@THE GUSS REPORT-As the City of Los Angeles prepares to issue costly citations for anyone whose dog is unlicensed, providing no amnesty for unpaid licenses from the past, it should issue its first citation to LA Police Commission Vice President Steve Soboroff, who pledged last year (after being shown that he was decades behind in licensing) that he paid for all dog licenses he owed – he has had 10 dogs over the past 20 years – while refusing to provide the receipts showing exactly how much he paid and for what.
Now we know why …
After sitting on a California Public Records Act request for more than a year, LA Animal Services finally coughed up the records which show that Soboroff only paid for his current dog licenses, not what he owes for past unpaid licenses.
Those are the same fees LA City Council is planning to level on all other residents of the city.
Shown those receipts, Soboroff now says he will pay what he owes, “if the city bills me,” but fails to grasp that dog licensing is done on an honor system, in which you have to disclose which dogs you have or had; prove with a vet certificate whether each was spayed or neutered; and how long they lived. The city doesn’t inherently know how much to bill for animals that owners refuse to disclose. This is a fatal flaw in the city’s proposed licensing initiative.
In Soboroff’s case, public records and his dated click-thru social media posts do the disclosing for him.
In our running dialogue last week, Soboroff, who made a fortune developing swanky swaths of Westside property, disingenuously employed fuzzy math to self-discount the thousands of dollars he appears to owe, because (a) the dogs sometimes went off to school with the kids; (b) one died young; (c) he gave away the Saint Bernard; and (d) how his dogs average only six years of age (if that is to believed.)
Or in Soboroff’s own words: “Say 20 years average age 6. At $20 a year that's $2400 … So prob under $800.”
Soboroff could neither explain how he got from $2,400 down to $800, nor why, if he knew in 2016 that he owed thousands of dollars, it’s still due in 2017.
Soboroff then pulled the ultimate Richie Rich move: a veiled threat to sue me, which he quickly retracted when reminded of the discovery process. Wouldn’t that money be better spent just paying what he actually owes to the city?
LA Animal Services’ click-thru records show that Soboroff bought no licenses prior to 2000; only four annual licenses for “Rusty” Soboroff from 2000 through 2003; no licenses from 2004 through 2015; and only present dog licenses for his dogs in 2016, for a grand total of $175.
Using all available records, including just three spay/neuter certificates of Soboroff’s, and a dollop of common sense, it is estimated that Soboroff owes the City of Los Angeles between $3,500 and $15,000, depending on whether he can prove each of his dogs was sterilized. If a dog is not altered, its intact dog license/breeder’s permit is approximately $390 per dog per year, plus a late fee. (LA Animal Services says that it is the owner’s responsibility to prove spay/neuter status.)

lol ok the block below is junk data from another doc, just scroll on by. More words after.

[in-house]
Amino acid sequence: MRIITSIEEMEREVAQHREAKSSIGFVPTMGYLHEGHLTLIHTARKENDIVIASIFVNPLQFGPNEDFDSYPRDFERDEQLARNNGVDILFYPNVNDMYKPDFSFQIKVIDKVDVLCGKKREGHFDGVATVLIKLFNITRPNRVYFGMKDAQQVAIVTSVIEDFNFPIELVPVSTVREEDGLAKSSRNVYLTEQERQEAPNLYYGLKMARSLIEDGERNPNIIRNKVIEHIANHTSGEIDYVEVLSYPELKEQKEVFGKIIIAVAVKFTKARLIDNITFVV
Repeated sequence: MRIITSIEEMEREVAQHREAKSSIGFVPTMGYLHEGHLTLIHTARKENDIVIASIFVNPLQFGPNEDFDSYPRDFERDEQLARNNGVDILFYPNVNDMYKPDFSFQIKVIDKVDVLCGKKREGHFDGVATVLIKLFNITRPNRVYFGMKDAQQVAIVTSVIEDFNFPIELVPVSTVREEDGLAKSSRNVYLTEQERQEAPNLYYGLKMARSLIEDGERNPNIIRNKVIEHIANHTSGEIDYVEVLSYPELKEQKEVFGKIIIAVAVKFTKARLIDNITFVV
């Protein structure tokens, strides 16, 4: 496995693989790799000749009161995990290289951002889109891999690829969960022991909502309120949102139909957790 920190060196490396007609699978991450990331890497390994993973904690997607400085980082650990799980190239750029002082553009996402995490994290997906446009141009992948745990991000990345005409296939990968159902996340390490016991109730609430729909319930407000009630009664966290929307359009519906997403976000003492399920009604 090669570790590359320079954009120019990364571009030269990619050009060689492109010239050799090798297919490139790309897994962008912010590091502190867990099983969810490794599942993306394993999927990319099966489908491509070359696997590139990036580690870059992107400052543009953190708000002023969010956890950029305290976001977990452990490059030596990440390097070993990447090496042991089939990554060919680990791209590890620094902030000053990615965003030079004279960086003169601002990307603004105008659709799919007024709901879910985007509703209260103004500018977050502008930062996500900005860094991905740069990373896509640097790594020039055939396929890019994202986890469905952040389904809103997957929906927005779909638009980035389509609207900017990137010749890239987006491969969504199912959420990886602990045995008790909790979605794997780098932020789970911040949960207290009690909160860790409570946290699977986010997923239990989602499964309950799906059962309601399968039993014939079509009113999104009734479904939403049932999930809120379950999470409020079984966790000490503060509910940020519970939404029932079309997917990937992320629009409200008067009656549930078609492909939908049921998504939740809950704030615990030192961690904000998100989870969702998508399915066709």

I asked Mayor Garcetti’s office whether his appointees get a free pass on dog licensing.
Garcetti’s spokesman George Kivork replied, “We hold all residents, including appointees, equally and fully accountable for licensing their dogs.”
But Kivork was coy when asked whether anyone from the Mayor’s office actually asked Soboroff about his debt. “I can only go by the records from LAAS,” Kivork said. But if he had examined those records, he would see that Soboroff only bought 9 single-year dog licenses, with more than a decade’s worth of time between purchases, for 10 dogs over the course of twenty years.
In 2012, then-Mayor Antonio Villaraigosa forced LAAS Commissioner Ruthanne Secunda, a wealthy talent agent, to resign from the post when it was discovered that, in addition to violating other humane laws, she voted on dog licensing issues while none of her dogs had been licensed for any of the previous six years. At that time, LA City Councilmember Paul Koretz stated in an email to city staff said, “Your commissioner is an idiot, and absolutely should go.”
While Koretz’ harshness about Secunda was because she was a sitting LAAS Commissioner, Soboroff, it has been established, knew he owed significantly more than he paid. Soboroff now compares his debt obligation to parking at an expired meter.
Since City Hall does not appear intent on an immediate and transparent accounting for Soboroff’s licenses, if you are issued a dog license citation, email the LAAS GM at Brenda.Barnette@lacity.org and make a California Public Records Act request for all records for any dog in the city going back twenty years for anyone whose name is Soboroff, Englander, Wesson, Richard Hilton and Diane Lipari. Include in your request the comprehensive dog licensing records of Ms. Barnette, as well.
Email me at TheGussReport@gmail.com, and show me what, if any, documents they send to you. I will help prepare you to use those documents, or lack of them, to contest the citation, and appeal it if you lose, citing the 14th Amendment’s equal protection under the law, as your defense. In a court of law, not in the inhospitable confines of LA City Hall, the city has neither the resources nor argument to win.
If the city’s flawed dog licensing initiative applies to any of us, it applies to all of us, including police-badged cronies of Mayor Garcetti.
(Daniel Guss, MBA, is a member of the Los Angeles Press Club, and has contributed to CityWatch, KFI AM-640, Huffington Post, Los Angeles Times, Los Angeles Daily News, Los Angeles Magazine, Movieline Magazine, Emmy Magazine, Los Angeles Business Journal and elsewhere. Follow him on Twitter @TheGussReport. Verifiable tips and story ideas can be sent to him at TheGussReport@gmail.com. [[ hotlink ]]His opinions are his own and do not necessarily reflect the views of CityWatch.) Edited for CityWatch by Linda Abrams.